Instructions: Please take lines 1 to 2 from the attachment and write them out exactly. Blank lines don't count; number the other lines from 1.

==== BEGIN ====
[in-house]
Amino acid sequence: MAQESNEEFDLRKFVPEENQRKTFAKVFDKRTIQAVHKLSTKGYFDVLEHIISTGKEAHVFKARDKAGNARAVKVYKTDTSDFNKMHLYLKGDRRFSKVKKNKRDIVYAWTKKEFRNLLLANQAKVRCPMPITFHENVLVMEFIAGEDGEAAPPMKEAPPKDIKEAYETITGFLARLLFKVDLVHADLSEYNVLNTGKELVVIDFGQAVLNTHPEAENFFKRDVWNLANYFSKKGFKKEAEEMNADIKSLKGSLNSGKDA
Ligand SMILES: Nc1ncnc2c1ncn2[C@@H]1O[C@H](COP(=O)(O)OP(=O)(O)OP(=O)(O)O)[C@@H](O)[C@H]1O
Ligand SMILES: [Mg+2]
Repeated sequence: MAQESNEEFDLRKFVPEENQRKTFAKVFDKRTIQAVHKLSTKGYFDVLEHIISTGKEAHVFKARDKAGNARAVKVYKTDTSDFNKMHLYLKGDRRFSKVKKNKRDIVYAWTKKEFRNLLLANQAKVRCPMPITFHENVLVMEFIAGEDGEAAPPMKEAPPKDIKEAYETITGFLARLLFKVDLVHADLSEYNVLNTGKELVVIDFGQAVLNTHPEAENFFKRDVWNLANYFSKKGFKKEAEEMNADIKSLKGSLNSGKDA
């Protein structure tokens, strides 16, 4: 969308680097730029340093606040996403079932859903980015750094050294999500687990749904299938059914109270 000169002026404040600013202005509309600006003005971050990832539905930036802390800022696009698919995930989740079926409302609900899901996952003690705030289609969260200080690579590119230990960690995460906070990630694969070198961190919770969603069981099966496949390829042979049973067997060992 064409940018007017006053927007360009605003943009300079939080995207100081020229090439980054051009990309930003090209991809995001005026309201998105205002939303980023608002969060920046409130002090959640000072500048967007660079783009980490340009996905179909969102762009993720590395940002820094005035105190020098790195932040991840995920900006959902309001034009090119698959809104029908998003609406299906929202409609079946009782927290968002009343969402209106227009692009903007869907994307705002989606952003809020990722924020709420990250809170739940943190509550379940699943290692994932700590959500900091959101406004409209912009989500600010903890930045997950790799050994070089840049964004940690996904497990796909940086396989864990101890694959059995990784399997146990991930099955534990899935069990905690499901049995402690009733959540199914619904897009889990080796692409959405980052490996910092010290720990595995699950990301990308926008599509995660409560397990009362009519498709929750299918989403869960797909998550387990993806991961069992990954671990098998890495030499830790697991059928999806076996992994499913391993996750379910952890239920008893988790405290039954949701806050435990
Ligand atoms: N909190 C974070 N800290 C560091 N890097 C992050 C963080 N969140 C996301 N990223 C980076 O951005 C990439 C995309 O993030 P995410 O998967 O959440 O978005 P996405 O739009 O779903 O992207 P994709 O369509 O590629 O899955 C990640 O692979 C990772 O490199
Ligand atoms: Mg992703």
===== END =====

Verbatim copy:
[in-house]
Amino acid sequence: MAQESNEEFDLRKFVPEENQRKTFAKVFDKRTIQAVHKLSTKGYFDVLEHIISTGKEAHVFKARDKAGNARAVKVYKTDTSDFNKMHLYLKGDRRFSKVKKNKRDIVYAWTKKEFRNLLLANQAKVRCPMPITFHENVLVMEFIAGEDGEAAPPMKEAPPKDIKEAYETITGFLARLLFKVDLVHADLSEYNVLNTGKELVVIDFGQAVLNTHPEAENFFKRDVWNLANYFSKKGFKKEAEEMNADIKSLKGSLNSGKDA